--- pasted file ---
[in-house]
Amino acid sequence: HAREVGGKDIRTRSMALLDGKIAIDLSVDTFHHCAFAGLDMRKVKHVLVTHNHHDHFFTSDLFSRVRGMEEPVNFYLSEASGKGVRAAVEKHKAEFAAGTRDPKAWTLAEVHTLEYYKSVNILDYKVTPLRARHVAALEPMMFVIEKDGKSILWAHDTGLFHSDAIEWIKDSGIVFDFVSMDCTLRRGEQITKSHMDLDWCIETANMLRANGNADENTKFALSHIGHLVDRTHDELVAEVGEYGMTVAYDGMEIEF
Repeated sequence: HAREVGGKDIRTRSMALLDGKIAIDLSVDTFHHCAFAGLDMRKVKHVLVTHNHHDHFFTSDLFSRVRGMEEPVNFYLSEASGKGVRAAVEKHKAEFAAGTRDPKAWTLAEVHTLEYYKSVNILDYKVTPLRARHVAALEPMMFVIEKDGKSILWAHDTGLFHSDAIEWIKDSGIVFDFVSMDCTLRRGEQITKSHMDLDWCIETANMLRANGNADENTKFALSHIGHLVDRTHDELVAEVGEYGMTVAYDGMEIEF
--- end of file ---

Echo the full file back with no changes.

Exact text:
[in-house]
Amino acid sequence: HAREVGGKDIRTRSMALLDGKIAIDLSVDTFHHCAFAGLDMRKVKHVLVTHNHHDHFFTSDLFSRVRGMEEPVNFYLSEASGKGVRAAVEKHKAEFAAGTRDPKAWTLAEVHTLEYYKSVNILDYKVTPLRARHVAALEPMMFVIEKDGKSILWAHDTGLFHSDAIEWIKDSGIVFDFVSMDCTLRRGEQITKSHMDLDWCIETANMLRANGNADENTKFALSHIGHLVDRTHDELVAEVGEYGMTVAYDGMEIEF
Repeated sequence: HAREVGGKDIRTRSMALLDGKIAIDLSVDTFHHCAFAGLDMRKVKHVLVTHNHHDHFFTSDLFSRVRGMEEPVNFYLSEASGKGVRAAVEKHKAEFAAGTRDPKAWTLAEVHTLEYYKSVNILDYKVTPLRARHVAALEPMMFVIEKDGKSILWAHDTGLFHSDAIEWIKDSGIVFDFVSMDCTLRRGEQITKSHMDLDWCIETANMLRANGNADENTKFALSHIGHLVDRTHDELVAEVGEYGMTVAYDGMEIEF